I’m not sure this is a wonderful indictment of human society but if the number of searches for pornography goes up, it can mean that the searchers are back in employment. Out of it, they were spending their time searching for jobs. Once they’ve got one, they’re searching for, well, anyway, indeed. (Have you hired someone recently? Don’t ask them.)
Google found that rising unemployment was not only linked to phrases such as “companies that are hiring.” It was also closely correlated to searches for new technology (“free apps”), entertainment (“guitar scales beginner”) and adult content (“jailbait teen”). The company said its data can improve the accuracy of standard estimates of economic data in a current month as much as 10 percent.
At the University of Michigan, [University of Michigan’s Matthew] Shapiro and his colleagues scoured more than 19 billion tweets over two years for references to unemployment, hunting for phrases such as “axed,” “pink slip” and “downsized.” They indexed the findings and compared them to the government’s weekly tally of people applying for unemployment benefits for the first time.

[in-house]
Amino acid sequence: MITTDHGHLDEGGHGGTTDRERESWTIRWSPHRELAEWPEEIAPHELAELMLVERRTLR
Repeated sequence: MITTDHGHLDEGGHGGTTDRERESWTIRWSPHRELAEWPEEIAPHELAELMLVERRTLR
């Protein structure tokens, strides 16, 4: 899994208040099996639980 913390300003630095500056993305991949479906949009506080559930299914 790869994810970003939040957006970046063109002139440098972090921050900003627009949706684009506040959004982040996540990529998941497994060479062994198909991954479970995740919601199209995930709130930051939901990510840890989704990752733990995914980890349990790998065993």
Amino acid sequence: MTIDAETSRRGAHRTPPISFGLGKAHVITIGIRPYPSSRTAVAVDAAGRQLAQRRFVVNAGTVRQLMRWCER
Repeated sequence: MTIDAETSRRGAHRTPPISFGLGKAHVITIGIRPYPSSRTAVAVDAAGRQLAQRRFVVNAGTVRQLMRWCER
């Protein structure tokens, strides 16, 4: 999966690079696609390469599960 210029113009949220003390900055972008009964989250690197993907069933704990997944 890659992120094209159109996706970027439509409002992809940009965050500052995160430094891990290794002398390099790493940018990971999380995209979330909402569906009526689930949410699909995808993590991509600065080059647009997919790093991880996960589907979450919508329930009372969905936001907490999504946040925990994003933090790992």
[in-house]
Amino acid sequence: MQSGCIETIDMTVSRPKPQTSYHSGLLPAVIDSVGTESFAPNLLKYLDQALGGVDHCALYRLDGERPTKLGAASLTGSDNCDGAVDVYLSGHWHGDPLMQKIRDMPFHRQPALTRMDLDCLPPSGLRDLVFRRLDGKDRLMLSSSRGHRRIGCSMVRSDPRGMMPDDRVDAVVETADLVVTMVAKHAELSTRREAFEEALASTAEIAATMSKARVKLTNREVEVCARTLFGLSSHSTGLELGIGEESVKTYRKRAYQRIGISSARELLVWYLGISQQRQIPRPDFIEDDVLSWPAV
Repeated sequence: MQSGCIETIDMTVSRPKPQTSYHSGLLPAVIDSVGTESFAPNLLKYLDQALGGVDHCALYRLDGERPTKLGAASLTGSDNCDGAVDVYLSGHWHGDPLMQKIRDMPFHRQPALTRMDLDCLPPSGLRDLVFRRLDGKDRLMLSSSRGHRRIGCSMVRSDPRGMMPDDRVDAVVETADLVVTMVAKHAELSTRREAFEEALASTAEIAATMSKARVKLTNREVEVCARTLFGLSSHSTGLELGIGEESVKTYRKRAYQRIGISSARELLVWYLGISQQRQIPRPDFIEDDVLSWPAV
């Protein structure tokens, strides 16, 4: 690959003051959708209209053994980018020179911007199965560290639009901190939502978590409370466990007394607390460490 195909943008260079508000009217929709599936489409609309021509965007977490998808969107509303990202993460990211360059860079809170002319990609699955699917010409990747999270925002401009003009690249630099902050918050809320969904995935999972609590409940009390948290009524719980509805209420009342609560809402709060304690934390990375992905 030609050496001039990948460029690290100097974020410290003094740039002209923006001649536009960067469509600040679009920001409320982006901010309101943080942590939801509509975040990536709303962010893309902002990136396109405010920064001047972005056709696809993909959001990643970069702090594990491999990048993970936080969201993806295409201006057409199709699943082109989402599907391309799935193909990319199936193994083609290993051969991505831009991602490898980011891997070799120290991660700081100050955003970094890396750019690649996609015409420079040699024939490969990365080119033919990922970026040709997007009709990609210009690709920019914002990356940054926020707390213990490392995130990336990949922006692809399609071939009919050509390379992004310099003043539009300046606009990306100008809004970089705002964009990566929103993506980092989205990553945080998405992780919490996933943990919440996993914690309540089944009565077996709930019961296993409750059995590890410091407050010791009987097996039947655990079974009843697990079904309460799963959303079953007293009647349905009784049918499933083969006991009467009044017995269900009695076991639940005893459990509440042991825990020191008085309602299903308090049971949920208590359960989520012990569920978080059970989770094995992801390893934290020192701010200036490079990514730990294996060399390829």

Their results are remarkably similar — and where they do diverge, the Twitter index may be more reliable. Computer malfunctions and the government shutdown last year distorted the official numbers, while the trends in Shapiro’s index held firm.
Read more of what this analysis can find and remember that BBC newsrooms now regularly have rolling displays of what people are searching for. I’ve always assumed that was an edited list, I never saw anything untoward. But maybe the only people who read BBC News Online are unemployed.